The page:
Most theses will need a glossary of terms or a list of acronyms or notation. It's less likely that you'll need an index in your thesis, but since the same mechanism is used to generate glossaries and indexes, both topics are covered in this chapter. There are two basic methods of generating a glossary or index:
- The glossary or indexing information is written to a temporary
file by LaTeX while the document is being built. An external
application is then used to collate and sort the entries defined in
that temporary file and LaTeX code to display the result is
written to another file. You then need to run (PDF)LaTeX on your
document to ensure the sorted and collated glossary or index is
displayed. (You may then need an additional LaTeX run to ensure
the table of contents is up-to-date.) This is similar to the way you
had to use bibtex or biber between LaTeX runs in
the previous chapter.
- The glossary or indexing information is collated and sorted by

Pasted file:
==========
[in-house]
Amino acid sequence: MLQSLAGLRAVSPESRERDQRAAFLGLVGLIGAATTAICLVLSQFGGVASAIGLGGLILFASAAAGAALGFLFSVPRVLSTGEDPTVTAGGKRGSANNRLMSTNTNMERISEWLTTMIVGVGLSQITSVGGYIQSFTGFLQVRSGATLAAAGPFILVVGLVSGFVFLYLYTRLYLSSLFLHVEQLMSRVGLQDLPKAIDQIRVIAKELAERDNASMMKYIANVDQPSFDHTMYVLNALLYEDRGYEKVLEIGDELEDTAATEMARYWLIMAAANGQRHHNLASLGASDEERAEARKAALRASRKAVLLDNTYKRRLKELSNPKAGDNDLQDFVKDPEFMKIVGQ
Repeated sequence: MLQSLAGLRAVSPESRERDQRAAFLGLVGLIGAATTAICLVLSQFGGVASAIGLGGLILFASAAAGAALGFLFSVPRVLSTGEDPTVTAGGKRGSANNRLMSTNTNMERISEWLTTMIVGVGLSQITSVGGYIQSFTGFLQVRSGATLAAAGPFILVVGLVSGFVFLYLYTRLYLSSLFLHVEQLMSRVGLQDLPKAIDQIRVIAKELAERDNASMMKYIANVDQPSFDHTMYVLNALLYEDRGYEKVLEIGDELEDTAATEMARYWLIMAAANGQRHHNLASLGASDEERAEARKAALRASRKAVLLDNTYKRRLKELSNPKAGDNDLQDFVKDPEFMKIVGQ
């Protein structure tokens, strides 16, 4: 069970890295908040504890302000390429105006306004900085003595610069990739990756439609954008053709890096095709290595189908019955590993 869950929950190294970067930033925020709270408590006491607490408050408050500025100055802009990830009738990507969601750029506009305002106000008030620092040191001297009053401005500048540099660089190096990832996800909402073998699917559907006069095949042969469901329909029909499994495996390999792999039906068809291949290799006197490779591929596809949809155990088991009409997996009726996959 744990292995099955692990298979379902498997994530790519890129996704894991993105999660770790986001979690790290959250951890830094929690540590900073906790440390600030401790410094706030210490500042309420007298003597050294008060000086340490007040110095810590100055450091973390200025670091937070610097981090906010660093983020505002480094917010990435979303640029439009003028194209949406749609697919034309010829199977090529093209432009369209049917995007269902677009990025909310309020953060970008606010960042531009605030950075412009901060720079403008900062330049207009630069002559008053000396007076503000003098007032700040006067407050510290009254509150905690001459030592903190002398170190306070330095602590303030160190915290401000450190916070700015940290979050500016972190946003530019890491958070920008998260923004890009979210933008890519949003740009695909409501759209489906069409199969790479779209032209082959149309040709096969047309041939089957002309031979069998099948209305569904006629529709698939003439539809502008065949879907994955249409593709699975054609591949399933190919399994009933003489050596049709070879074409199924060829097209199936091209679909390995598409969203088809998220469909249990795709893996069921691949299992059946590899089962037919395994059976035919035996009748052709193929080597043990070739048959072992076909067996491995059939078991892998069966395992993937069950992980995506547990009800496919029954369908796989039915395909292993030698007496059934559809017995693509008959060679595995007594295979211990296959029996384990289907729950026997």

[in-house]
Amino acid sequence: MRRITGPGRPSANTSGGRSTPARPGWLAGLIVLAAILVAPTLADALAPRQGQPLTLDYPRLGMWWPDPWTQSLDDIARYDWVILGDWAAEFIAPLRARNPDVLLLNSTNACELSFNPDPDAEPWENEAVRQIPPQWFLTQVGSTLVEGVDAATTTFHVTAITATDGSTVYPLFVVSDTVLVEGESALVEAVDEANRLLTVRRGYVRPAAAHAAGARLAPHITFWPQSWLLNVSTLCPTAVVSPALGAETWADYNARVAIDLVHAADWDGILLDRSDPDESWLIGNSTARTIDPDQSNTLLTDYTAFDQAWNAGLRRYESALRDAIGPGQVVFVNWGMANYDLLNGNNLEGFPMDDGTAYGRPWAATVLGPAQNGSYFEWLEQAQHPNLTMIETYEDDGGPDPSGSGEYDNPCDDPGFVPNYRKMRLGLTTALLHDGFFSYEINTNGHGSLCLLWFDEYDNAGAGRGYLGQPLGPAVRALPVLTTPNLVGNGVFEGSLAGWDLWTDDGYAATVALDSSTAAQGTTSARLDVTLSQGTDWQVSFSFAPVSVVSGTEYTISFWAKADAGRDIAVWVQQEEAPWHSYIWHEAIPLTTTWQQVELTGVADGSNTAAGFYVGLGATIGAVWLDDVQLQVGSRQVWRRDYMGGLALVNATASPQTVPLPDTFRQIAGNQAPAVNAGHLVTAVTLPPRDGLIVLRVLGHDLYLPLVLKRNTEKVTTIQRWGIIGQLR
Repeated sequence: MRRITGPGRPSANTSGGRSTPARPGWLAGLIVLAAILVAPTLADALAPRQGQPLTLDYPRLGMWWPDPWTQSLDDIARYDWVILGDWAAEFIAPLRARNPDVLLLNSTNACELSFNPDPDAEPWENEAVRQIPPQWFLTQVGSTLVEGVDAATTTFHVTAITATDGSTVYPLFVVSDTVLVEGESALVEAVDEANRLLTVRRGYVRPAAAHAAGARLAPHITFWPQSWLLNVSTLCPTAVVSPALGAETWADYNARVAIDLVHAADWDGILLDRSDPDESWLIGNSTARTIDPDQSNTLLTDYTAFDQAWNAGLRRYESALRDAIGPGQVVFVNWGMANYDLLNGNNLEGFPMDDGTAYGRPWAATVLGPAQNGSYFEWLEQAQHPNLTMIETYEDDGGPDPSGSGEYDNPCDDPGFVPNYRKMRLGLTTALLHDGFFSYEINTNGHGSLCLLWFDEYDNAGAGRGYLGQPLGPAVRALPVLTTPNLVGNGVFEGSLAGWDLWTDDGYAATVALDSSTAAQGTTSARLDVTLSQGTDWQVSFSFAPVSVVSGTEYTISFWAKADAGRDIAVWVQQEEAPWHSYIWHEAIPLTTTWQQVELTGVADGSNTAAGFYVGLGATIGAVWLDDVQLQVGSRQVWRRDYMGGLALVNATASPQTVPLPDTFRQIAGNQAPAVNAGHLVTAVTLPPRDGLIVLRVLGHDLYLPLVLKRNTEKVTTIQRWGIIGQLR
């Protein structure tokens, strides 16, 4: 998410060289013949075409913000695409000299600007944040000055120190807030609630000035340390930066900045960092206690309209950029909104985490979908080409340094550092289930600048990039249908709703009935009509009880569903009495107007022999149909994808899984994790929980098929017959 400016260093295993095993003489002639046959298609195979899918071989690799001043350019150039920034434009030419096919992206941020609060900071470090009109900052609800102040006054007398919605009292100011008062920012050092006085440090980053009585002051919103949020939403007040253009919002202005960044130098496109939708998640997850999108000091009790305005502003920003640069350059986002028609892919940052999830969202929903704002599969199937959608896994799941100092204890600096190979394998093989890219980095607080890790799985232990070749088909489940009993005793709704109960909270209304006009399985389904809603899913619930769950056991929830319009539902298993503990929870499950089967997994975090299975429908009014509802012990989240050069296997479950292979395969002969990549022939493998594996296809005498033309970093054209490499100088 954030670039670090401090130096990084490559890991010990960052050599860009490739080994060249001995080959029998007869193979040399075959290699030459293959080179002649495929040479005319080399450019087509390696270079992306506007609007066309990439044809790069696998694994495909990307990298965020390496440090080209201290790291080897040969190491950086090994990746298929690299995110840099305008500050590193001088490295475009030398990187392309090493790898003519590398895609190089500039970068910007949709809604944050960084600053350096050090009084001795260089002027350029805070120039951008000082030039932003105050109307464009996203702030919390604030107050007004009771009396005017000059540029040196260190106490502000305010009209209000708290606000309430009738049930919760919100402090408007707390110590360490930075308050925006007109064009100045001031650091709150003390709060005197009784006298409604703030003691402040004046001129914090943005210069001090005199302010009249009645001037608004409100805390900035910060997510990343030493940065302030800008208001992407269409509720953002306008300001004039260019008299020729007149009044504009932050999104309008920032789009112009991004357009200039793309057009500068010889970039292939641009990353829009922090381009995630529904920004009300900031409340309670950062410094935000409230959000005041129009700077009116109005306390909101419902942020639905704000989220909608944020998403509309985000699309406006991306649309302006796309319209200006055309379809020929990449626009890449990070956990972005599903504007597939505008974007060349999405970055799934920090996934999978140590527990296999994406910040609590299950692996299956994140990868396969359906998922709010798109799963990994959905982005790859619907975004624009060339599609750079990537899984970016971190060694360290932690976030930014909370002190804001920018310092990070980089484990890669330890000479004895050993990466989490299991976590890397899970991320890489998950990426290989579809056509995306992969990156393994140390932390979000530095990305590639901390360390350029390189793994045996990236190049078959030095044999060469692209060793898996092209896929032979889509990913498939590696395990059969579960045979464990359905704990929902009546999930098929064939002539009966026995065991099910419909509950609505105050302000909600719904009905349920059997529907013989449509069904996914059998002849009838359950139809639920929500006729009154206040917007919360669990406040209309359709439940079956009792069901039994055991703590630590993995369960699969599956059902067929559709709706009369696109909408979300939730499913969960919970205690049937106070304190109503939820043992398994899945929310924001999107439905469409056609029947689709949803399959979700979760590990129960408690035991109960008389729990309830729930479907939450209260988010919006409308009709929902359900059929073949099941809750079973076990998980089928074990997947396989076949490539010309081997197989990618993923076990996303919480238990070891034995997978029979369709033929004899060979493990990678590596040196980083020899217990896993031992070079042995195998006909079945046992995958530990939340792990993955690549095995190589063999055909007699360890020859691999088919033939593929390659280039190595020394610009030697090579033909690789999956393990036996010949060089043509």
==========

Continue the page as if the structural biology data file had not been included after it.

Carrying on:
LaTeX during the document build. (At least two runs are required,
but no external indexing application is needed.)
The first approach (see §6.1. Using an External Indexing Application) is more efficient, but a lot of users, especially beginners, have difficulty with the intermediate step where the external indexing application is run. The second approach (see §6.2. Using LaTeX to Sort and Collate Indexes or Glossaries (datagidx package)) is slower, but you don't need to worry about running an indexing application. If you're not writing in English (in particular if you are not using the Latin alphabet) you're better off using the first approach with xindy. In this chapter I'll describe both approaches and you can choose which you prefer.
This book is also available as A4 PDF or 12.8cm x 9.6cm PDF or paperback (ISBN 978-1-909440-02-9).